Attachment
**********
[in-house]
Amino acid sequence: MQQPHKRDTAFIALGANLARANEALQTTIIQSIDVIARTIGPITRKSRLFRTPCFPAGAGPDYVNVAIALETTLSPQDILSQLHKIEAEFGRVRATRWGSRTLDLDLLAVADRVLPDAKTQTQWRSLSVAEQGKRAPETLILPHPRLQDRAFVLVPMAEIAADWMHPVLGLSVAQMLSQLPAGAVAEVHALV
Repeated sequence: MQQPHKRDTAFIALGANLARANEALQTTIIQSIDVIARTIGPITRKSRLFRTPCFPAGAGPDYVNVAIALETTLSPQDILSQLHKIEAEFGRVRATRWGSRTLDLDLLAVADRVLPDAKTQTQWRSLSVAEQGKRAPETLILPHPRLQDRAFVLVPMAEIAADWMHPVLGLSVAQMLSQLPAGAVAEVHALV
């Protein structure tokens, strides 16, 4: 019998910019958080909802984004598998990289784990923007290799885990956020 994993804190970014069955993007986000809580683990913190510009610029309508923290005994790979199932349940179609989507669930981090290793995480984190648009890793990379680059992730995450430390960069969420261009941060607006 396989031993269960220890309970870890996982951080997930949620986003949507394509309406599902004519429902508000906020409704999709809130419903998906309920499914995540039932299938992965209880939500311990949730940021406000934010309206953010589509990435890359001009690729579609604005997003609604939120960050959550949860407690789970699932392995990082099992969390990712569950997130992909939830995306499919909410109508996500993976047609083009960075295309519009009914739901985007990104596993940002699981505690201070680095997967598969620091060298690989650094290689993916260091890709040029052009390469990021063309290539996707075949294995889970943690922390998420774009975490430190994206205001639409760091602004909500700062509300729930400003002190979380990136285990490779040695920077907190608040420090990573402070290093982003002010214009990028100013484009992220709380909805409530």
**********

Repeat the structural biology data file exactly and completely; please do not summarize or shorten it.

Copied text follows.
[in-house]
Amino acid sequence: MQQPHKRDTAFIALGANLARANEALQTTIIQSIDVIARTIGPITRKSRLFRTPCFPAGAGPDYVNVAIALETTLSPQDILSQLHKIEAEFGRVRATRWGSRTLDLDLLAVADRVLPDAKTQTQWRSLSVAEQGKRAPETLILPHPRLQDRAFVLVPMAEIAADWMHPVLGLSVAQMLSQLPAGAVAEVHALV
Repeated sequence: MQQPHKRDTAFIALGANLARANEALQTTIIQSIDVIARTIGPITRKSRLFRTPCFPAGAGPDYVNVAIALETTLSPQDILSQLHKIEAEFGRVRATRWGSRTLDLDLLAVADRVLPDAKTQTQWRSLSVAEQGKRAPETLILPHPRLQDRAFVLVPMAEIAADWMHPVLGLSVAQMLSQLPAGAVAEVHALV
């Protein structure tokens, strides 16, 4: 019998910019958080909802984004598998990289784990923007290799885990956020 994993804190970014069955993007986000809580683990913190510009610029309508923290005994790979199932349940179609989507669930981090290793995480984190648009890793990379680059992730995450430390960069969420261009941060607006 396989031993269960220890309970870890996982951080997930949620986003949507394509309406599902004519429902508000906020409704999709809130419903998906309920499914995540039932299938992965209880939500311990949730940021406000934010309206953010589509990435890359001009690729579609604005997003609604939120960050959550949860407690789970699932392995990082099992969390990712569950997130992909939830995306499919909410109508996500993976047609083009960075295309519009009914739901985007990104596993940002699981505690201070680095997967598969620091060298690989650094290689993916260091890709040029052009390469990021063309290539996707075949294995889970943690922390998420774009975490430190994206205001639409760091602004909500700062509300729930400003002190979380990136285990490779040695920077907190608040420090990573402070290093982003002010214009990028100013484009992220709380909805409530």